The utterance by Chief Justice Francis Korkpor that there were no political prisoners when he was employed with the Ministry of Justice, decades prior to becoming the head of the Judicial Branch of the Government, did not go down well with Counselor Tiawan Gongloe, who himself was a victim.
Addressing the opening of the March 2021 Term of the Supreme Court, Justice Korkpor, for the first time, recalled allegations that while working with the MoJ in the late 1970s as Research Coordinator at the Bureau of Correction, during the administration of President William R. Tolbert, it was reported that he tortured political prisoners. Justice Korkpor further recalled that during the Tolbert era, the late Gabriel Baccus Matthews, Oscar Quiah and current RiverGee County Senator, Conmany B. Wesseh were those arrested after the April 14, 1979 rice riot in Monrovia. He claimed that they were subsequently granted an executive pardon.
“They were not political prisoners,” the Chief Justice claimed.
The Chief Justice said the accusation that he tortured political prisoners was intended to injure his character and reputation with the international community. “It is also just not true,” he said in his own defense. In a swift reaction, Cllr. Gongloe publicly told his audience, including justices of the Supreme Court, judges and lawyers, that there were political prisoners after the April 14, 1979 incident.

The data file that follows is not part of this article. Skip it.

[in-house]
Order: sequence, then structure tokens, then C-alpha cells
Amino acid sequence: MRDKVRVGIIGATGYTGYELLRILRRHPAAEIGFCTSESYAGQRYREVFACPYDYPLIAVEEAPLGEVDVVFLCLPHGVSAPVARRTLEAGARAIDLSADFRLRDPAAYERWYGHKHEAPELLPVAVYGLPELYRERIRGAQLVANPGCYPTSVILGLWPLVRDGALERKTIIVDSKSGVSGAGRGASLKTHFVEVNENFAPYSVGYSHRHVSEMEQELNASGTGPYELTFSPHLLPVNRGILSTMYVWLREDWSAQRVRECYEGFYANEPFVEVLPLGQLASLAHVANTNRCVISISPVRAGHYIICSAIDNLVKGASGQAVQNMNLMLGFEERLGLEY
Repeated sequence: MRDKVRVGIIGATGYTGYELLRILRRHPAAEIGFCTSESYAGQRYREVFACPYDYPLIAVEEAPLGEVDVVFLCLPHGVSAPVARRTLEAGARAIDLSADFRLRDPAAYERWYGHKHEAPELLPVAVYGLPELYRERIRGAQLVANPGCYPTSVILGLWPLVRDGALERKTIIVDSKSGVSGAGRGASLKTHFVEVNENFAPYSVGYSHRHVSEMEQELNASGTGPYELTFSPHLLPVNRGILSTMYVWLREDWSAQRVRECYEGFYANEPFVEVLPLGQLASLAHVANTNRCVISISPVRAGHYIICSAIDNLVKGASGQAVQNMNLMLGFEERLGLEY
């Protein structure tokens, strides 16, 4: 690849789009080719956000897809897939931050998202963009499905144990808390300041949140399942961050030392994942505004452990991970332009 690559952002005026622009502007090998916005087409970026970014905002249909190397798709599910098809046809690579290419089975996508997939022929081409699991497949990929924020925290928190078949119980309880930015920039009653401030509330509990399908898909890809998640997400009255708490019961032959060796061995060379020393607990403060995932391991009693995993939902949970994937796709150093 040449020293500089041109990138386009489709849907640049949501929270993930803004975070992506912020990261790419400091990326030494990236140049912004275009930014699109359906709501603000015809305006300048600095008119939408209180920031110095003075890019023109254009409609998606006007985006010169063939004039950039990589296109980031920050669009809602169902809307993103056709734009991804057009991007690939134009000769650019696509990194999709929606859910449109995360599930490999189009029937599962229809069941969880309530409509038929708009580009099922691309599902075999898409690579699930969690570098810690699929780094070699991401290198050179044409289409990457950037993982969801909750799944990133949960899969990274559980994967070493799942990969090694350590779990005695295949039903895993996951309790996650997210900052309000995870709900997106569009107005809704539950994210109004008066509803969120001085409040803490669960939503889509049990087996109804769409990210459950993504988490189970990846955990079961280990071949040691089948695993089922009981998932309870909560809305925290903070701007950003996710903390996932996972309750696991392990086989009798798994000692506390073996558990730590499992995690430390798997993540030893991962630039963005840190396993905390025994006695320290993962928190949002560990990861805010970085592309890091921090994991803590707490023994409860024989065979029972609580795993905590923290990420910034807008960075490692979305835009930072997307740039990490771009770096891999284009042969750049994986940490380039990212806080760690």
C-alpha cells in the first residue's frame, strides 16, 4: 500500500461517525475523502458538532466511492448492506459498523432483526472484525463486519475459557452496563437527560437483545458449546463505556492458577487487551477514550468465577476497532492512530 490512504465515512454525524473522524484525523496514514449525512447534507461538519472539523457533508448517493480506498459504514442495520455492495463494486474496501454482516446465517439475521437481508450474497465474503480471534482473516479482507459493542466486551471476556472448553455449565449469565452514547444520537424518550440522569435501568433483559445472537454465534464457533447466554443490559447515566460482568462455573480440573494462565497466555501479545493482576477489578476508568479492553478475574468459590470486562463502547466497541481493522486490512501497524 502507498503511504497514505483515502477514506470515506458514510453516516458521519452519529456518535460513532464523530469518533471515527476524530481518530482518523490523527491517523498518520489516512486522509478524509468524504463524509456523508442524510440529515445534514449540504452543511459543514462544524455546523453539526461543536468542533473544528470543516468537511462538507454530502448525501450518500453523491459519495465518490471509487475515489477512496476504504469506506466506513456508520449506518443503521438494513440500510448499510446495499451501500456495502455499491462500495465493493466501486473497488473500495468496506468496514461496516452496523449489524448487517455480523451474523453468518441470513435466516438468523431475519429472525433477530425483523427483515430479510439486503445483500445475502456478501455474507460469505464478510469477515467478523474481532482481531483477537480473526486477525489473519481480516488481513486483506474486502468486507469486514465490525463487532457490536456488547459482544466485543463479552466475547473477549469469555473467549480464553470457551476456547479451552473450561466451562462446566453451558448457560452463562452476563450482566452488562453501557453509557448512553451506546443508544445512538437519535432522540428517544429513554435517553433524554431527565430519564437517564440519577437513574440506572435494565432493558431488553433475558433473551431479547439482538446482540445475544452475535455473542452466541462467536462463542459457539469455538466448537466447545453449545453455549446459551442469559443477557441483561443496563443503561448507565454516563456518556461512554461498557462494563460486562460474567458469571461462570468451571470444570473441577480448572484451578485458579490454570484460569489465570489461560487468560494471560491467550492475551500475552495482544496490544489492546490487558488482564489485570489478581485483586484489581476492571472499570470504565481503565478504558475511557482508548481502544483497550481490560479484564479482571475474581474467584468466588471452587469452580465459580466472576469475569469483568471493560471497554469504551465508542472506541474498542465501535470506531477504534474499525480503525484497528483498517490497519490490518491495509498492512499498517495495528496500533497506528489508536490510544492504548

Gongloe, who is the President of the Liberian National Bar Association (LNBA), said when citizens are arrested for exercising their civil and political rights and arbitrarily detained, there can be no other expression that fits them other than political prisoners. In the case of Matthews, Quiah and others, Gongloe wondered: “Were those arrested after the April 14 street protest against the increment in the price of rice not political prisoners?”
Gongloe explained that the protest was against a government policy to increase the price of rice.
“Those opposed to that policy exercised their constitutional rights to peaceably assemble and petition the government not to implement that policy,” Gongloe said. Further, Gongloe reminded his audience that during the Tolbert era, almost all dissenting voices in the country, including leaders of the pressure groups such as the Progressive Alliance of Liberia (PAL), the Movement for Justice in Africa (MOJA), the student organizations, like the University of Liberia Students Union (ULSU) and the Liberia National Students Union (LINSU), were silenced by arrests and threats of arrest.
“They were incarcerated at the Monrovia Central Prison without a writ. It was only after a few days that they were issued a writ of arrest and charged with treason,” Gongloe recalled, differing with Chief Justice Korkpor. In a counterargument to Gongloe’s statement, Justice Korkpor maintained his stance that he is not aware of any political prisoners during the tenure of President Tolbert.
Rather, Korkpor said he can remember that only a group of people from Maryland County including, Anderson, Yancy, Nyenpan and Taryonon who were arrested, imprisoned and convicted for ritualistic killings. “And, they were subsequently hanged. But, they were not political prisoners,” Korkpor challenged Gongloe’s statement. By Abednego Davis/liberianobserver.com
Main Photo: Progressive leader and Bar President Cllr. Gongloe